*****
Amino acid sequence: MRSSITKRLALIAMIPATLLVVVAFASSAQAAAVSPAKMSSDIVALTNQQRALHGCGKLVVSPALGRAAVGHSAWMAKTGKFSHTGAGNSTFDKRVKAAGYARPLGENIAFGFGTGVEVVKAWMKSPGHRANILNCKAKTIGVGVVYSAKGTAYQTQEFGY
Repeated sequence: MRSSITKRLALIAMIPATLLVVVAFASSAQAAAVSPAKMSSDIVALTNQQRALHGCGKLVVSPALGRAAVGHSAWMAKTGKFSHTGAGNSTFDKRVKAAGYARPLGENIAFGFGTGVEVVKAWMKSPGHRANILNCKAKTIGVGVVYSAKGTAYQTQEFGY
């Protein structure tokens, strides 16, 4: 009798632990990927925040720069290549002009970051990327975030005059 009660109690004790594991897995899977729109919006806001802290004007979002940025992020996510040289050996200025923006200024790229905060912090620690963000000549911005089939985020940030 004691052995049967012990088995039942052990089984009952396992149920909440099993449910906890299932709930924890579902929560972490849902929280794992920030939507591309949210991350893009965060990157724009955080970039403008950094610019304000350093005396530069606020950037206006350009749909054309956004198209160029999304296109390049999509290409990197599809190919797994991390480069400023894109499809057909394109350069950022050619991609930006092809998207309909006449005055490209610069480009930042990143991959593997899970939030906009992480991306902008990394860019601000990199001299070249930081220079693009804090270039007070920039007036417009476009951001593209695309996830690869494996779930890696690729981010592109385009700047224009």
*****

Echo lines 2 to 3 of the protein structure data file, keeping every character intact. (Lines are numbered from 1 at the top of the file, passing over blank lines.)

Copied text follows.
Repeated sequence: MRSSITKRLALIAMIPATLLVVVAFASSAQAAAVSPAKMSSDIVALTNQQRALHGCGKLVVSPALGRAAVGHSAWMAKTGKFSHTGAGNSTFDKRVKAAGYARPLGENIAFGFGTGVEVVKAWMKSPGHRANILNCKAKTIGVGVVYSAKGTAYQTQEFGY
């Protein structure tokens, strides 16, 4: 009798632990990927925040720069290549002009970051990327975030005059 009660109690004790594991897995899977729109919006806001802290004007979002940025992020996510040289050996200025923006200024790229905060912090620690963000000549911005089939985020940030 004691052995049967012990088995039942052990089984009952396992149920909440099993449910906890299932709930924890579902929560972490849902929280794992920030939507591309949210991350893009965060990157724009955080970039403008950094610019304000350093005396530069606020950037206006350009749909054309956004198209160029999304296109390049999509290409990197599809190919797994991390480069400023894109499809057909394109350069950022050619991609930006092809998207309909006449005055490209610069480009930042990143991959593997899970939030906009992480991306902008990394860019601000990199001299070249930081220079693009804090270039007070920039007036417009476009951001593209695309996830690869494996779930890696690729981010592109385009700047224009």